Thus, the Supreme Court's admonishment of Beulah's reporting position was without merit when considering the ample documentary evidence in the Record demonstrating the depreciation deductions claimed by Beulah produced minimal tax benefits. (90) Accordingly, there was no way the taxable gain Beulah was compelled to recognize could have reversed nonexistent tax benefits from depreciation deductions. For no apparent reason other than its disapproval of Beulah's novel reporting position, the Supreme Court was oblivious to the true facts and created the erroneous myth of her quest for the unwarranted tax benefits of double deductions. (91)

2. Two Courts Seize upon the Double Deduction Myth as Being the Rationale for the Crane Decision

Ironically, two courts desperately seeking to find a rationale to deny taxpayers who unlike Beulah were actually attempting to enjoy the unwarranted tax benefit of double deductions further validated the Double Deduction Myth by declaring it to be the rationale for the Crane decision. The potential for this abuse was attributable to the Supreme Court's analysis of whether nonrecourse liability relief was an economic benefit to be included in the amount realized. In determining the amount realized, the first step in the computation of taxable gain, the Supreme Court faced a problematic dilemma of deciding whether in addition to the monetary consideration paid to Beulah by Avenue C Realty, the relief of a nonrecourse liability for which Beulah had no personal obligation to repay could be construed as an economic benefit. (92) If not, the amount realized would have been limited to the $2,500 of cash Beulah had received. In that case, the Supreme Court would have been faced with "the absurdity that [Beulah] sold a quarter-of-a-million dollar property for roughly one percent of its value." (93)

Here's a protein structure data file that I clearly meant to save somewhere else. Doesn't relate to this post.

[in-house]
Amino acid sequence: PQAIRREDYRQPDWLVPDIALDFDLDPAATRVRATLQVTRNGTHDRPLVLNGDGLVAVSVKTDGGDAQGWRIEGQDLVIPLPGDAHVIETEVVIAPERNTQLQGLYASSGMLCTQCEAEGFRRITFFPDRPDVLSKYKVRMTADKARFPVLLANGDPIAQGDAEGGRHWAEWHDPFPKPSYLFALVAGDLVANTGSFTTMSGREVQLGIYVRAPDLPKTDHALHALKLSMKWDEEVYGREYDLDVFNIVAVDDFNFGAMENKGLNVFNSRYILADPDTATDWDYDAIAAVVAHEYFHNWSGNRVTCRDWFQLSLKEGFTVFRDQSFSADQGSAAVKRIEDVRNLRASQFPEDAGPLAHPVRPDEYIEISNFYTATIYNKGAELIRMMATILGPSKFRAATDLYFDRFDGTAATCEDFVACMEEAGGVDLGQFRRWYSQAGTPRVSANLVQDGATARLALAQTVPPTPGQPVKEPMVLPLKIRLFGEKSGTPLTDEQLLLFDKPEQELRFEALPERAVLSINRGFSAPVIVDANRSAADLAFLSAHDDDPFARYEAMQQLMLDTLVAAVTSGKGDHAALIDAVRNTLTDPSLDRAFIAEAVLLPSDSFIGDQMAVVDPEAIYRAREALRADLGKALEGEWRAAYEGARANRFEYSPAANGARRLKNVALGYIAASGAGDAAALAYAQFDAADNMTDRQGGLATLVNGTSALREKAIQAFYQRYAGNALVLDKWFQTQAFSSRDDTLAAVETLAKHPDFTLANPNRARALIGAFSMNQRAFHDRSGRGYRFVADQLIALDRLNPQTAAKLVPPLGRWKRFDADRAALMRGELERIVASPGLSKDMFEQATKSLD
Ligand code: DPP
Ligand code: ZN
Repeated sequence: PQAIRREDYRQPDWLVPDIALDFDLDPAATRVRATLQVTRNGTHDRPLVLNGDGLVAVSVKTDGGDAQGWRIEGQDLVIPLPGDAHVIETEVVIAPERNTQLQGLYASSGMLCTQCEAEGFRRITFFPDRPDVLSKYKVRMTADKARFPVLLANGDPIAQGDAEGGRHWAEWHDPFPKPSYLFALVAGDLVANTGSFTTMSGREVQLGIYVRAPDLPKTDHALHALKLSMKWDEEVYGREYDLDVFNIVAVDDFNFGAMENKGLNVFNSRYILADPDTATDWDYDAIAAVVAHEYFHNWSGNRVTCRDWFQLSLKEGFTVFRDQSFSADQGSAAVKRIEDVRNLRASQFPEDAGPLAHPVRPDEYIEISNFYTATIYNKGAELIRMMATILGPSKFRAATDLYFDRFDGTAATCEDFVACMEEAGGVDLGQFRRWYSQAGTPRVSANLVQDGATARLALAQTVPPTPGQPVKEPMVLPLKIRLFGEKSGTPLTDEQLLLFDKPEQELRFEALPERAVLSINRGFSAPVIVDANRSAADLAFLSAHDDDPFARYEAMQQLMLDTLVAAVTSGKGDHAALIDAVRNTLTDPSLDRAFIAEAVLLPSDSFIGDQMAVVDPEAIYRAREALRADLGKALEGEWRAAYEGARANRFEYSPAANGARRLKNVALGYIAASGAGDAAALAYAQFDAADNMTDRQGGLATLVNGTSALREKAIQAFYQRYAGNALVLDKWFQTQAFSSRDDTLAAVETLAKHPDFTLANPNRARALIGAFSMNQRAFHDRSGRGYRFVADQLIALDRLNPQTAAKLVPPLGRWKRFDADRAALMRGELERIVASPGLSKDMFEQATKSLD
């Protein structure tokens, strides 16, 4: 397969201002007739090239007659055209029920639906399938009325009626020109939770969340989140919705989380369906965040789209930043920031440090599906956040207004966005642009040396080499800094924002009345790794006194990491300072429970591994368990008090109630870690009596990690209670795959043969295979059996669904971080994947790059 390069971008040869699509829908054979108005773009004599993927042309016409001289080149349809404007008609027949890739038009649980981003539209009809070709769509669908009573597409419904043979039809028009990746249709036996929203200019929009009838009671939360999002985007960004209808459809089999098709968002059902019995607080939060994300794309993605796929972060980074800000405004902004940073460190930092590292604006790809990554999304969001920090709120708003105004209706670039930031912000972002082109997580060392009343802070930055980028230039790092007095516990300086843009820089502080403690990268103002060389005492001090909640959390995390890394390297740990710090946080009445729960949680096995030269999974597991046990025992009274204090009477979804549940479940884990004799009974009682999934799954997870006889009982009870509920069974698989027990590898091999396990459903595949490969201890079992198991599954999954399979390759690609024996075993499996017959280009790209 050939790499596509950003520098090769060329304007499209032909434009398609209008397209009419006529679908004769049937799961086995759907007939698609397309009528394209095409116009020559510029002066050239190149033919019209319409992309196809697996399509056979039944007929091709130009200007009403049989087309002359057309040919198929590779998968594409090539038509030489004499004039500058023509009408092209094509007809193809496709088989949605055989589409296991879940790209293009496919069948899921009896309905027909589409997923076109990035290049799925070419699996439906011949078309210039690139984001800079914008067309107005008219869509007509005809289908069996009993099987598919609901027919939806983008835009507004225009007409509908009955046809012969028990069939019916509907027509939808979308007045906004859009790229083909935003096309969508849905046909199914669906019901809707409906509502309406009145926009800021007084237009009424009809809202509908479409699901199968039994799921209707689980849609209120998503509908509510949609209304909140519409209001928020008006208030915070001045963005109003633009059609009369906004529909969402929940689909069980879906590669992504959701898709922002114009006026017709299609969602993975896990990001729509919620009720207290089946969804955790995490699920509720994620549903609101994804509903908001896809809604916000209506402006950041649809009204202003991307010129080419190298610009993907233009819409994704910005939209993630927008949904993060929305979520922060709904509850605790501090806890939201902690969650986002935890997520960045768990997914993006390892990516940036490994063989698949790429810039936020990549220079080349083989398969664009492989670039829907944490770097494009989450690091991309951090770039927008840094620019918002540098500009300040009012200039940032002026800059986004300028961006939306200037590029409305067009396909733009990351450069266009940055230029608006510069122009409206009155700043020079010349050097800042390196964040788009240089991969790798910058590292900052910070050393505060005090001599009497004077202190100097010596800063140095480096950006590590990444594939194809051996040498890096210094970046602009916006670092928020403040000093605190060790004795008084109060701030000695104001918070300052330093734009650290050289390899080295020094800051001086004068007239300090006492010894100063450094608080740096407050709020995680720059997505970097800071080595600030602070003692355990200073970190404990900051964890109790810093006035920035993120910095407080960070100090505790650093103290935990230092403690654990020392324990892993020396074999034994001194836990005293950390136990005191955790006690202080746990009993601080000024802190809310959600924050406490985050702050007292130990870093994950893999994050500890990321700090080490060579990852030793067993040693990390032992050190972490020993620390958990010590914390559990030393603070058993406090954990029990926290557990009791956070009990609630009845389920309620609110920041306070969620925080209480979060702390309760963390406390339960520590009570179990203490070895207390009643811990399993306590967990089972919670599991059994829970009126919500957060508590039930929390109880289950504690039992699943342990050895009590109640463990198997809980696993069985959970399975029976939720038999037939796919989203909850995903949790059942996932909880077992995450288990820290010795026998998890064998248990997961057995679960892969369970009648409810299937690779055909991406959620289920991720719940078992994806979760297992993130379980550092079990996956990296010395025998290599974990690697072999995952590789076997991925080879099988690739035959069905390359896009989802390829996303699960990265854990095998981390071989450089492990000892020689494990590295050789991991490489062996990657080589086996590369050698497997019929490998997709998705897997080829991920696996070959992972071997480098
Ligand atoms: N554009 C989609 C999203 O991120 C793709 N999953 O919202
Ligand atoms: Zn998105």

The "absurdity" feared by the Supreme Court did not materialize, however, because the purchase price and fair market value of the Brooklyn Apartment Building ($257,500) exceeded the outstanding balance of the nonrecourse mortgage ($255,000). (94) On that basis, the Supreme Court deemed the economic consideration Beulah received in the exchange for the property to include both the $2,500 of cash plus the nonrecourse debt relief. (95) In other words, the Supreme Court reasoned both elements of the consideration were real economic benefits because Bowery, the mortgagee, would have never permitted Beulah to sell and transfer the Brooklyn Apartment Building encumbered with nonrecourse liability to Avenue C Realty for any monetary consideration unless Avenue C Realty had also agreed to take the property subject to the liability. (96) Accordingly, the Supreme Court viewed the transaction as if Avenue C Realty had purchased the Brooklyn Apartment Building from Beulah by paying off the $255,000 of nonrecourse liability on her behalf (i.e., taking the property subject to it) in addition to paying her net monetary consideration of $2,500. (97)